Shostakovich, Bychkov’s secret weapon
The conductor directed the Fifth Symphony with the Royal Concertgebouw Orchestra at the Philharmonie without exaggeration. Just as he had in 1986.
The first time I heard Semyon Bychkov conduct Shostakovich’s Fifth Symphony was at the Salle Pleyel in 1986. The newly nationalised American–Russian conductor was just 33. As well as galvanizing the audience, his performance so impressed the Orchestre de Paris that he was immediately offered the title of Musical Director following Daniel Barenboim. The same year, he made a recording of the work with the Berlin Philharmonic – still Karajan’s Orchestra – for Philips. Asked about his successor, the God of the baton only mentioned one name: that of Semyon Bychkov. It was clearly too much pressure to be placed on the shoulders of a modest and uncalculating man, and filled with pitfalls.
The 1990s were not the easiest for Bychkov, but they made him stronger both musically and psychologically. Throughout this time however, although he made his mark in Wagner and Strauss, Shostakovich remained at the core of his repertoire, his life-line.
Last Monday, thirty-two years later, it was Shostakovich’s Fifth that he again chose to conduct at Paris’ Philharmonie. His hair, jet black at the time, is still abundant but now white. His gestures, which were previously expansive and free, have become calmer and more concentrated but no less powerful. At 65, the young wolf has become a master. But not only is there no trace of routine in his approach to this music whose secrets he understands completely but, it is as if maturity has enabled him to touch the very heart of the music without any hint of distraction, hyperbole or excess, temptations that are easy to succumb to in music that is not devoid of pathos.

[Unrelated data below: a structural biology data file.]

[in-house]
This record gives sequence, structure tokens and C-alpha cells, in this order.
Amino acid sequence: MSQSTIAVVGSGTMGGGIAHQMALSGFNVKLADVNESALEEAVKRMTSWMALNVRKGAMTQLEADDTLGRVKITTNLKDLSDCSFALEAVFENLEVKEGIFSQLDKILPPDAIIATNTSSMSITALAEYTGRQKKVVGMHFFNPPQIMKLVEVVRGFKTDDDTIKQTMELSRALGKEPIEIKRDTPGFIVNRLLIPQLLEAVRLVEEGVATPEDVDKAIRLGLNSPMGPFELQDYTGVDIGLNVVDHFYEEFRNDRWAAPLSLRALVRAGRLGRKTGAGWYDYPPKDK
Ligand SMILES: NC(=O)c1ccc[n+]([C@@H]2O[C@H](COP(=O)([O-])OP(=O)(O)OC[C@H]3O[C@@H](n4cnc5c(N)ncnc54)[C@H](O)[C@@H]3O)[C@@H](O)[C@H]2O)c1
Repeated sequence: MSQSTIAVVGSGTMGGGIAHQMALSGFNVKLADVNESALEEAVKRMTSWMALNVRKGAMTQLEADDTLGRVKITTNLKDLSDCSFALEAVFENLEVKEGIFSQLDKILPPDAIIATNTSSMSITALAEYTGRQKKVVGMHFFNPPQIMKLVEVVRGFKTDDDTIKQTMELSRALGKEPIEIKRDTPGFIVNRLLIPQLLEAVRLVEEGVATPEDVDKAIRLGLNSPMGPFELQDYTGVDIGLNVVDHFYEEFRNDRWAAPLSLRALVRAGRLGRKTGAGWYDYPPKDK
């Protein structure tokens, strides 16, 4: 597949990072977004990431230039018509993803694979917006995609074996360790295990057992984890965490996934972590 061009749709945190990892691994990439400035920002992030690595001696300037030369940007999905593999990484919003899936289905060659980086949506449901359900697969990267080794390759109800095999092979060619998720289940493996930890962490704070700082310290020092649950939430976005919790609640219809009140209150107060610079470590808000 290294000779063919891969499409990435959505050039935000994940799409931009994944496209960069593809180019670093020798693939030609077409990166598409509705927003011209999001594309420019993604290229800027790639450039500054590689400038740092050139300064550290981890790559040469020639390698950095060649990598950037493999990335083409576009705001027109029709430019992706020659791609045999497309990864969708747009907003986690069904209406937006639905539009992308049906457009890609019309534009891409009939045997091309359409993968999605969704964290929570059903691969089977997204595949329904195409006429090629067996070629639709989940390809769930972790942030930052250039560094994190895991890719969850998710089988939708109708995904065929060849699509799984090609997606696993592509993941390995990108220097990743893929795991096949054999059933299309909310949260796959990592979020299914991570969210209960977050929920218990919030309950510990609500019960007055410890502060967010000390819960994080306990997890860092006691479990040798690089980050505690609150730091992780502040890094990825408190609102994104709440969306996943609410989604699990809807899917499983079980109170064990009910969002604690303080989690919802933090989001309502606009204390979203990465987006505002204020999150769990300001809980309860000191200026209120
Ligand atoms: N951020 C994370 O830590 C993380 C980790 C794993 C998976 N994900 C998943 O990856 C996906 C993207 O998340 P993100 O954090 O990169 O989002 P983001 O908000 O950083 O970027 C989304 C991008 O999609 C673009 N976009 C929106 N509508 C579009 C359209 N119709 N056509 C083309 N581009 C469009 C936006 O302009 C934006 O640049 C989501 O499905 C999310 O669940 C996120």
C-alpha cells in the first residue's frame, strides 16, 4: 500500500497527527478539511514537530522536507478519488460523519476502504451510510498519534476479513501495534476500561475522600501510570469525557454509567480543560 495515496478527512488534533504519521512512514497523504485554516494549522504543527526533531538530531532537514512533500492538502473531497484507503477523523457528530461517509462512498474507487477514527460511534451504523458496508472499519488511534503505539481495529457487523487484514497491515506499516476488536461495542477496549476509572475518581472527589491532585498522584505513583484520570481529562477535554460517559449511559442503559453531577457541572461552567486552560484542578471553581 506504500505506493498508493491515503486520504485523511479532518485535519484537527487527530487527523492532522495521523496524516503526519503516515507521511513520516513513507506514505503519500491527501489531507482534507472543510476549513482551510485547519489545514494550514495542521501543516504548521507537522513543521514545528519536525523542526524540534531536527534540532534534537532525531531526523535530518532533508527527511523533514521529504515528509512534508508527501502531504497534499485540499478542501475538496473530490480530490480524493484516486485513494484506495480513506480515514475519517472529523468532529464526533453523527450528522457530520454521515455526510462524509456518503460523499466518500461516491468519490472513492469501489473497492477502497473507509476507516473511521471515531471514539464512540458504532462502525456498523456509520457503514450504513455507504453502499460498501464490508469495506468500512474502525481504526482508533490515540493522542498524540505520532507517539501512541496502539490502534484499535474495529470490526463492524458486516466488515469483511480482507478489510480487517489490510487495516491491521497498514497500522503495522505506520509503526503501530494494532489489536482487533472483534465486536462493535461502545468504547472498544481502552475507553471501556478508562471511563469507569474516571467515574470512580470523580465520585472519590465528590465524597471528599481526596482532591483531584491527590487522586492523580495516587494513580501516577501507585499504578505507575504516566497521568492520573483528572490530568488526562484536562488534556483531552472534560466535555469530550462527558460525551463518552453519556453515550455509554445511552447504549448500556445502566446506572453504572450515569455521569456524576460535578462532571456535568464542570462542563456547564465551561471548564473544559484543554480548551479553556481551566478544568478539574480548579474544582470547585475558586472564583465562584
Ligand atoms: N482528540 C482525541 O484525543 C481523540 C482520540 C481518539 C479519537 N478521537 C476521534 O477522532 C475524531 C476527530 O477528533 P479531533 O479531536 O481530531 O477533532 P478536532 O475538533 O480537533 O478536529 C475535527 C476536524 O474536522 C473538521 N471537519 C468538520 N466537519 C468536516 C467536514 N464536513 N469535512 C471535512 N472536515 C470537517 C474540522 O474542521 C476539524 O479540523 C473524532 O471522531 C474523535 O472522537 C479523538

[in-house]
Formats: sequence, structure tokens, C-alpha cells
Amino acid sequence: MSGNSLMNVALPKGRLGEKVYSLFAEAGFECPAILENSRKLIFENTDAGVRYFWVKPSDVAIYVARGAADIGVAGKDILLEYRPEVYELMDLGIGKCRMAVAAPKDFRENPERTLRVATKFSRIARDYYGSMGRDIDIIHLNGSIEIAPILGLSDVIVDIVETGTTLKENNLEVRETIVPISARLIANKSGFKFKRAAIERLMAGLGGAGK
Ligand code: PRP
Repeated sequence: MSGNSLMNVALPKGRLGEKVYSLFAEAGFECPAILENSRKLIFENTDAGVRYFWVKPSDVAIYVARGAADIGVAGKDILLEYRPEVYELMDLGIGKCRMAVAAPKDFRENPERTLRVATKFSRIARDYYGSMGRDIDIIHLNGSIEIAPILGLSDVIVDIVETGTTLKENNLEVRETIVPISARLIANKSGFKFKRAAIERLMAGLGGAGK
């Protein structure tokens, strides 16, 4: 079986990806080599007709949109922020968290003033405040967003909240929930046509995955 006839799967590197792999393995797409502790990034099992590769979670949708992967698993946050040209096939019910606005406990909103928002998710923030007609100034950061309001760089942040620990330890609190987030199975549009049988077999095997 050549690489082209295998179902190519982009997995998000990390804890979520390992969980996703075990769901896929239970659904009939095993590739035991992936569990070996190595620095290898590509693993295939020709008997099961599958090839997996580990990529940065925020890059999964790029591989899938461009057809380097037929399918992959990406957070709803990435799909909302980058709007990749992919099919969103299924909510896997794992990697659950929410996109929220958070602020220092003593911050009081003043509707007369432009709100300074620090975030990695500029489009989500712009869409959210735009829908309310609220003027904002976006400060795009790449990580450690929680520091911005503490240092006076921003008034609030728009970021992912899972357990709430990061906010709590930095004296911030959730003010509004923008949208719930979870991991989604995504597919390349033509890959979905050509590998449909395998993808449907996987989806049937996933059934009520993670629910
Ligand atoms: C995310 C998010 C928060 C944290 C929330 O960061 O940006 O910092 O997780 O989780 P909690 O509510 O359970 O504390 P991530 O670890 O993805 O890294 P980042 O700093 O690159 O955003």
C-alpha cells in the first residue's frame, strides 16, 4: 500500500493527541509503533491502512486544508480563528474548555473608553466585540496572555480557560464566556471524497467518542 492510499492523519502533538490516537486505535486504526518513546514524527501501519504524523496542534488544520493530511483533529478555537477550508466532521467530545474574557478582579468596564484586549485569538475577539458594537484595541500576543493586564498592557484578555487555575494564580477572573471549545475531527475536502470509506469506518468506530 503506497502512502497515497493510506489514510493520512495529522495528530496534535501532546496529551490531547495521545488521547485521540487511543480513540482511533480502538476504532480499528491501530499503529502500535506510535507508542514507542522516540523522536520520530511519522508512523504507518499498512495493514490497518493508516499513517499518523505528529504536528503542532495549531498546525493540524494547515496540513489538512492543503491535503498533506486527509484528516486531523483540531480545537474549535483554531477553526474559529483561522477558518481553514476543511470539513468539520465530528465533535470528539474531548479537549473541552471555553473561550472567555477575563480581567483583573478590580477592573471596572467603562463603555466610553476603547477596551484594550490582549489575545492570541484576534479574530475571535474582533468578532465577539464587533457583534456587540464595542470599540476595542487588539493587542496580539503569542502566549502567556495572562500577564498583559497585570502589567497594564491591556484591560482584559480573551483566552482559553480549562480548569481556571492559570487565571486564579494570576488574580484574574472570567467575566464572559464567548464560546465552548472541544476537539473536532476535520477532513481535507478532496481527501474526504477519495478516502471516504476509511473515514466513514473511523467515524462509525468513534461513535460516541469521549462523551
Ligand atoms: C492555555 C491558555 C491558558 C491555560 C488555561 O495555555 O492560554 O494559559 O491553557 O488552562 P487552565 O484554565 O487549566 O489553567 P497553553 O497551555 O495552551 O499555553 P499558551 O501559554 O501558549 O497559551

And we can hear for ourselves that Shostakovich has everything to gain: not only does the clarity of architecture not detract from the emotion, it increases it, allowing one to focus only on the essentials. The progressions are smooth, the tension never falters, and each episode is characterized with a total tonal accuracy. It gives the rare impression that one is hearing the work, and nothing but the work, rather than something that is filtered through the subjectivity of the interpreter, while knowing that it is an illusion.
Happiness would probably not have been so complete had Bychkov not had this most precious instrument, Amsterdam’s Concertgebouw Orchestra, with him this evening. It is good to admire the power of the Berlin Philharmonic and the refined elegance of Vienna, but there always is a special place in our hearts for the Dutch orchestra. Its full sound and warm veneer, somewhere between gold and velvet, is of a depth and nobility that is almost unparalleled. The burnished colour of the strings, the natural sound of the winds, the unabashed intensity of the brass, the compact percussive force of the drums, all balanced naturally, allowing the famous “persistent strings” to continue to pierce you until the final denouement, when they are joined by the rest of the orchestra but never covered. The conductor’s physical and emotional investment was such that it took a few seconds before he turned to greet the public, which had already erupted into applause.